Profit Leak? Pre-Release File Sharing and the Music Industry

32 Pages Posted: 14 May 2012 Last revised: 3 Apr 2013

Date Written: March 7, 2013


Using data from an exclusive file-sharing website that allows users to share music files using the BitTorrent protocol, I exploit exogenous variation in the availability of sound recordings in file-sharing networks to isolate the causal effect of file sharing of an album on its sales. Using within-album variation in illegal downloads and sales, I find that the effect is essentially zero: the elasticity of sales with respect to illegal downloads is one tenth of one percentage point. However, the finding that file sharing is not harmful to individual artists is not inconsistent with the well-documented fact that file sharing is harmful to the music industry (the fallacy of composition). Essentially, increased file sharing of an artist's work allows that artist to gain a larger slice of the shrinking pie that is music-industry revenues. This novel result helps to explain the willingness of many artists to embrace file sharing despite its harmful effects on the music industry as a whole. Finally, I find that file sharing benefits more established and popular artists who are signed to major labels, which is consistent with recent industry trends.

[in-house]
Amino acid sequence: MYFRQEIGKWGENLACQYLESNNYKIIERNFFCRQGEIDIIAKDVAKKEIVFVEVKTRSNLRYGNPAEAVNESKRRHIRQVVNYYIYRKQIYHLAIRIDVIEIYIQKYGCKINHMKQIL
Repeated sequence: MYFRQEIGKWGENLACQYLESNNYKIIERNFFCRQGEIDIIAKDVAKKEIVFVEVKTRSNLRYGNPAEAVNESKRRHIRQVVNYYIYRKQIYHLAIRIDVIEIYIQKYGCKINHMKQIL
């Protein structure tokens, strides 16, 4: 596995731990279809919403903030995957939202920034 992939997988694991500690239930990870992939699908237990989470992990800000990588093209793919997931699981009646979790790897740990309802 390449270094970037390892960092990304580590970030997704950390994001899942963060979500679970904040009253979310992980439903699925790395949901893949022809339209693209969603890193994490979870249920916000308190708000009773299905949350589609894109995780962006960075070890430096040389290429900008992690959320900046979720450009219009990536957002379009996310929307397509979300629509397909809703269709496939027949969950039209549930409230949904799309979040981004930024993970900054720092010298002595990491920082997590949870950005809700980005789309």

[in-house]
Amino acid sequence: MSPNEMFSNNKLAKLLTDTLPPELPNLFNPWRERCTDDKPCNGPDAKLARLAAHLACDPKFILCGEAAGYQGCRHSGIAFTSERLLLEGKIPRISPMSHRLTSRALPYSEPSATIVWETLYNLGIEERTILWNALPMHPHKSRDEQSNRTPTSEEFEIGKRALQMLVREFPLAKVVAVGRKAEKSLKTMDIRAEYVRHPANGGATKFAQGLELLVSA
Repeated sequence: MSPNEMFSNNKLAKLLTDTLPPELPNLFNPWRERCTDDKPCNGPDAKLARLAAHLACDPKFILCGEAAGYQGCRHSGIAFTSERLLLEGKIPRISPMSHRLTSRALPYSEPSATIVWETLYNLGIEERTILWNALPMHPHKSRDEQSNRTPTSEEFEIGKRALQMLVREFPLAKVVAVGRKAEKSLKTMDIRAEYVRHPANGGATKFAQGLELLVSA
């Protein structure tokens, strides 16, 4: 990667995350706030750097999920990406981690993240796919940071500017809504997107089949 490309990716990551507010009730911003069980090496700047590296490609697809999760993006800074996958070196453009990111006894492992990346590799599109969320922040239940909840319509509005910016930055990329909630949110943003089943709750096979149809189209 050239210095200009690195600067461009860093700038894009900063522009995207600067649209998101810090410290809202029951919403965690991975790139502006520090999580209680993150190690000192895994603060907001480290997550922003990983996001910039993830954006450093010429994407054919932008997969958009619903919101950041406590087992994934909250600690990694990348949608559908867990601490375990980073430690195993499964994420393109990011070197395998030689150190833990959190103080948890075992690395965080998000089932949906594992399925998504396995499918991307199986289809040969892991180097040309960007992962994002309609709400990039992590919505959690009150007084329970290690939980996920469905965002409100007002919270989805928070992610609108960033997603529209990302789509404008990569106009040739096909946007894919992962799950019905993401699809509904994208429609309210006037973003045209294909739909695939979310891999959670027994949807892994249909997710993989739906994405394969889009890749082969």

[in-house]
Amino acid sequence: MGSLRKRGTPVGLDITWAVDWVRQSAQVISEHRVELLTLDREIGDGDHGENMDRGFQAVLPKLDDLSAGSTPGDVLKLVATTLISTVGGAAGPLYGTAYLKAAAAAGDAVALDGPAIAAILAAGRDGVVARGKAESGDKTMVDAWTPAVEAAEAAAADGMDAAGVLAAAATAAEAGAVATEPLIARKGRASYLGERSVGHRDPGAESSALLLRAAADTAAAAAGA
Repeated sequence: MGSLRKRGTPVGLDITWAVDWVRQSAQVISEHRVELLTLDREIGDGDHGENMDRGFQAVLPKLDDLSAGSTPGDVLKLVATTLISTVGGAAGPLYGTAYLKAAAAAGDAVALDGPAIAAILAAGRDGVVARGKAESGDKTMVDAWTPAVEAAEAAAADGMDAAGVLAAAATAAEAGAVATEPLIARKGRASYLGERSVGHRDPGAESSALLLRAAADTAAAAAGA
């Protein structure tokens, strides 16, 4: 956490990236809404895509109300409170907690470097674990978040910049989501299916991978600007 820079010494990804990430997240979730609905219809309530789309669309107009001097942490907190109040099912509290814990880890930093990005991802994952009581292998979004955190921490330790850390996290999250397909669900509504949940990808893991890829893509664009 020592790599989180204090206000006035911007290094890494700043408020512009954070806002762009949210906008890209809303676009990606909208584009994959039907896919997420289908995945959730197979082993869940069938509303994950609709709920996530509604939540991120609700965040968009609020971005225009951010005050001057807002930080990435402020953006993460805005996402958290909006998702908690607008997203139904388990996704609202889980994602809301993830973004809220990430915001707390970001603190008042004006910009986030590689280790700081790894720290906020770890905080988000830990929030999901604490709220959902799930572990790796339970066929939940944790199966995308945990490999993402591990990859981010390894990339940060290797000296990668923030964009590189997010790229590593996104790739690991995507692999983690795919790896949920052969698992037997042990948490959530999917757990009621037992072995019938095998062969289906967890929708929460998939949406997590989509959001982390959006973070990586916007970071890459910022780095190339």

Keywords: Sound recordings, intellectual property rights, copyright, distributional effects of file sharing

JEL Classification: L82, K42, C26

Suggested Citation

Hammond, Robert G., Profit Leak? Pre-Release File Sharing and the Music Industry (March 7, 2013). Available at SSRN: or

Robert G. Hammond (Contact Author)

North Carolina State University ( email )

Raleigh, NC 27695-8110
United States


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